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FOCS

2009

IEEE

2009

IEEE

— We study the complexity of rationalizing network formation. In this problem we ﬁx an underlying model describing how selﬁsh parties (the vertices) produce a graph by making individual decisions to form or not form incident edges. The model is equipped with a notion of stability (or equilibrium), and we observe a set of “snapshots” of graphs that are assumed to be stable. From this we would like to infer some unobserved data about the system: edge prices, or how much each vertex values short paths to each other vertex. We study two rationalization problems arising from the network formation model of Jackson and Wolinsky [14]. When the goal is to infer edge prices, we observe that the rationalization problem is easy. The problem remains easy even when rationalizing prices do not exist and we instead wish to ﬁnd prices that maximize the stability of the system. In contrast, when the edge prices are given and the goal is instead to infer valuations of each vertex by each othe...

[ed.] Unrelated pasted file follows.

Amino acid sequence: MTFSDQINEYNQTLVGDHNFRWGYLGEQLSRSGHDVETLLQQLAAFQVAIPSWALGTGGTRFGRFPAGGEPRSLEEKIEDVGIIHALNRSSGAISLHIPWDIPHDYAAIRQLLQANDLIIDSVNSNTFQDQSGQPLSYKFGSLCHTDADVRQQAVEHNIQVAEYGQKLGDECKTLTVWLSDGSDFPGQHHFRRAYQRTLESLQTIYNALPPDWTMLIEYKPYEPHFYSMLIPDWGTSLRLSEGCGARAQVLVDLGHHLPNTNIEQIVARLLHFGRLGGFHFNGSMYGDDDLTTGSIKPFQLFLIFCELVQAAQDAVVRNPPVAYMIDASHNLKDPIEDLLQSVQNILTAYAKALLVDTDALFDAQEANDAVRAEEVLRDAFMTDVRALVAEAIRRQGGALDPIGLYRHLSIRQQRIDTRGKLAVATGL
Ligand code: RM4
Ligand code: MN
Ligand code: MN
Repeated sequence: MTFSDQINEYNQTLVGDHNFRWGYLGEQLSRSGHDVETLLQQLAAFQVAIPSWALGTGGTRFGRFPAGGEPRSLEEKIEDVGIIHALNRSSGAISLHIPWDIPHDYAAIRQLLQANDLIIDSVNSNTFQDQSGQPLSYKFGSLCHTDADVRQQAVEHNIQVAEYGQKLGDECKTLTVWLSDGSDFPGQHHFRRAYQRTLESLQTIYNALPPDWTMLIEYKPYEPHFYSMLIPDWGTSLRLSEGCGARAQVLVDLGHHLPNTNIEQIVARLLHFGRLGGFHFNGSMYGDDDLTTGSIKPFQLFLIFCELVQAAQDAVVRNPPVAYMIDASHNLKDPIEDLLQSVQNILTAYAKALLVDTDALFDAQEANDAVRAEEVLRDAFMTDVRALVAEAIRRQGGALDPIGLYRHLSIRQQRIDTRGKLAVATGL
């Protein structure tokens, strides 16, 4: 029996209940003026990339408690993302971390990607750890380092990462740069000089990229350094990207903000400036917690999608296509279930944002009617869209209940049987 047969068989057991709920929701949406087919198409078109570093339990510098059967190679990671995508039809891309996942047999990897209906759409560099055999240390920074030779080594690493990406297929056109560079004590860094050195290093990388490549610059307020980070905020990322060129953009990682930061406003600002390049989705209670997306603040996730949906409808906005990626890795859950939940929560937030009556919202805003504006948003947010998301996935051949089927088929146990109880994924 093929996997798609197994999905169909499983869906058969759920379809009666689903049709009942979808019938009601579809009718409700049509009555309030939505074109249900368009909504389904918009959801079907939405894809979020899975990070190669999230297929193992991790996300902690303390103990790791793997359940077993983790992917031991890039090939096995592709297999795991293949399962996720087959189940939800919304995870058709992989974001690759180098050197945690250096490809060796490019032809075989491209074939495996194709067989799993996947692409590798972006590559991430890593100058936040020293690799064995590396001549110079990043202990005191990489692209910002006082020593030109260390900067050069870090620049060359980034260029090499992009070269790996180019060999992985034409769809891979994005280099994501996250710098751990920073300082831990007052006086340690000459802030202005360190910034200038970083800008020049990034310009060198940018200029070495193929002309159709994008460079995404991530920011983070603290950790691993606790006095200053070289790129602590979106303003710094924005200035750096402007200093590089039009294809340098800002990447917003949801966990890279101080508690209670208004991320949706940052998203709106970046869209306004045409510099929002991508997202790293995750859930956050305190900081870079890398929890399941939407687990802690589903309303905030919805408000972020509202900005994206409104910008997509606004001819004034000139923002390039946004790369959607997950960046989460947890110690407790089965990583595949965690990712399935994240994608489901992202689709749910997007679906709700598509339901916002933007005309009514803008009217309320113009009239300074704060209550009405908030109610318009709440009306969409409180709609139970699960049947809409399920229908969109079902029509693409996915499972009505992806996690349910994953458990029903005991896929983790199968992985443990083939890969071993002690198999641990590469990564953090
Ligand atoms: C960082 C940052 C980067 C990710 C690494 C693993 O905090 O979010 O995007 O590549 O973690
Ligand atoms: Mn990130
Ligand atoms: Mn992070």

Related Content

Added |
20 May 2010 |

Updated |
20 May 2010 |

Type |
Conference |

Year |
2009 |

Where |
FOCS |

Authors |
Shankar Kalyanaraman, Christopher Umans |

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